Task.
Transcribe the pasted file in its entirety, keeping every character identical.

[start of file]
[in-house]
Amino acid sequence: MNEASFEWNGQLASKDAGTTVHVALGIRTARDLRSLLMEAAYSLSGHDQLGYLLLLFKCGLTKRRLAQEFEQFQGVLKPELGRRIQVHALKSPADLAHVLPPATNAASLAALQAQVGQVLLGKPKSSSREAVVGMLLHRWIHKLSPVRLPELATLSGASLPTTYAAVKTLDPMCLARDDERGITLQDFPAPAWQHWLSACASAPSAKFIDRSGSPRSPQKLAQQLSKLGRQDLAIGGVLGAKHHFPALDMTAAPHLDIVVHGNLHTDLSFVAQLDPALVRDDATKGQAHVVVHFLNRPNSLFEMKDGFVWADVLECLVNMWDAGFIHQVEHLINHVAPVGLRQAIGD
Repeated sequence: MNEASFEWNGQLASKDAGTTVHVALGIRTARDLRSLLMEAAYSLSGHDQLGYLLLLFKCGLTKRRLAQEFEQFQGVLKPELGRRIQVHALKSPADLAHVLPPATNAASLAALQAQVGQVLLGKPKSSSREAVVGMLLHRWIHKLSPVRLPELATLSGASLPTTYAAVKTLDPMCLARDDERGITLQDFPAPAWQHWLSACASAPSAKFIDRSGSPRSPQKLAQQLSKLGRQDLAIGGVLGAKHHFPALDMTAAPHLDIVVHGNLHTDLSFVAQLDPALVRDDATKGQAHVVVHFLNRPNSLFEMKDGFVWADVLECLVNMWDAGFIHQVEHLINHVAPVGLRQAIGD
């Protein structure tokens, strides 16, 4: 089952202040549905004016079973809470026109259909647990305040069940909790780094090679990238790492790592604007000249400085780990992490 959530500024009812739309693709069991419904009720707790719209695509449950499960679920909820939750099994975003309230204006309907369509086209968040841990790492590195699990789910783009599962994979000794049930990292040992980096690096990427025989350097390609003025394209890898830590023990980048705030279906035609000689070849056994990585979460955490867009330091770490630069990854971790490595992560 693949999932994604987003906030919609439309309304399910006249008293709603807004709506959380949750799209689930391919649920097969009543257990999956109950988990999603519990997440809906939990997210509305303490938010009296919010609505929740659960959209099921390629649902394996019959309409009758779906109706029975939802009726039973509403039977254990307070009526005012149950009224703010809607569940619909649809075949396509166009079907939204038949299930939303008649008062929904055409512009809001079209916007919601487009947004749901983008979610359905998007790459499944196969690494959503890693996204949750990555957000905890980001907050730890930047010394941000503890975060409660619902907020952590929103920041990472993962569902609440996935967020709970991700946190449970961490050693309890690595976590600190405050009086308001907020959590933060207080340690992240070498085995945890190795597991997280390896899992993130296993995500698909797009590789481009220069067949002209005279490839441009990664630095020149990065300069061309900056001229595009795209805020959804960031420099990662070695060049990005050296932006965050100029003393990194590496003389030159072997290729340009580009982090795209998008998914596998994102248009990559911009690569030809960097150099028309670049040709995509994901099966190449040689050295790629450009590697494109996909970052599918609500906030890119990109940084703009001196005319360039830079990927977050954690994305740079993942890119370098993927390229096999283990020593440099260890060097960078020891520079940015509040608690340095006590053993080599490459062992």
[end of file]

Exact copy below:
[in-house]
Amino acid sequence: MNEASFEWNGQLASKDAGTTVHVALGIRTARDLRSLLMEAAYSLSGHDQLGYLLLLFKCGLTKRRLAQEFEQFQGVLKPELGRRIQVHALKSPADLAHVLPPATNAASLAALQAQVGQVLLGKPKSSSREAVVGMLLHRWIHKLSPVRLPELATLSGASLPTTYAAVKTLDPMCLARDDERGITLQDFPAPAWQHWLSACASAPSAKFIDRSGSPRSPQKLAQQLSKLGRQDLAIGGVLGAKHHFPALDMTAAPHLDIVVHGNLHTDLSFVAQLDPALVRDDATKGQAHVVVHFLNRPNSLFEMKDGFVWADVLECLVNMWDAGFIHQVEHLINHVAPVGLRQAIGD
Repeated sequence: MNEASFEWNGQLASKDAGTTVHVALGIRTARDLRSLLMEAAYSLSGHDQLGYLLLLFKCGLTKRRLAQEFEQFQGVLKPELGRRIQVHALKSPADLAHVLPPATNAASLAALQAQVGQVLLGKPKSSSREAVVGMLLHRWIHKLSPVRLPELATLSGASLPTTYAAVKTLDPMCLARDDERGITLQDFPAPAWQHWLSACASAPSAKFIDRSGSPRSPQKLAQQLSKLGRQDLAIGGVLGAKHHFPALDMTAAPHLDIVVHGNLHTDLSFVAQLDPALVRDDATKGQAHVVVHFLNRPNSLFEMKDGFVWADVLECLVNMWDAGFIHQVEHLINHVAPVGLRQAIGD
């Protein structure tokens, strides 16, 4: 089952202040549905004016079973809470026109259909647990305040069940909790780094090679990238790492790592604007000249400085780990992490 959530500024009812739309693709069991419904009720707790719209695509449950499960679920909820939750099994975003309230204006309907369509086209968040841990790492590195699990789910783009599962994979000794049930990292040992980096690096990427025989350097390609003025394209890898830590023990980048705030279906035609000689070849056994990585979460955490867009330091770490630069990854971790490595992560 693949999932994604987003906030919609439309309304399910006249008293709603807004709506959380949750799209689930391919649920097969009543257990999956109950988990999603519990997440809906939990997210509305303490938010009296919010609505929740659960959209099921390629649902394996019959309409009758779906109706029975939802009726039973509403039977254990307070009526005012149950009224703010809607569940619909649809075949396509166009079907939204038949299930939303008649008062929904055409512009809001079209916007919601487009947004749901983008979610359905998007790459499944196969690494959503890693996204949750990555957000905890980001907050730890930047010394941000503890975060409660619902907020952590929103920041990472993962569902609440996935967020709970991700946190449970961490050693309890690595976590600190405050009086308001907020959590933060207080340690992240070498085995945890190795597991997280390896899992993130296993995500698909797009590789481009220069067949002209005279490839441009990664630095020149990065300069061309900056001229595009795209805020959804960031420099990662070695060049990005050296932006965050100029003393990194590496003389030159072997290729340009580009982090795209998008998914596998994102248009990559911009690569030809960097150099028309670049040709995509994901099966190449040689050295790629450009590697494109996909970052599918609500906030890119990109940084703009001196005319360039830079990927977050954690994305740079993942890119370098993927390229096999283990020593440099260890060097960078020891520079940015509040608690340095006590053993080599490459062992």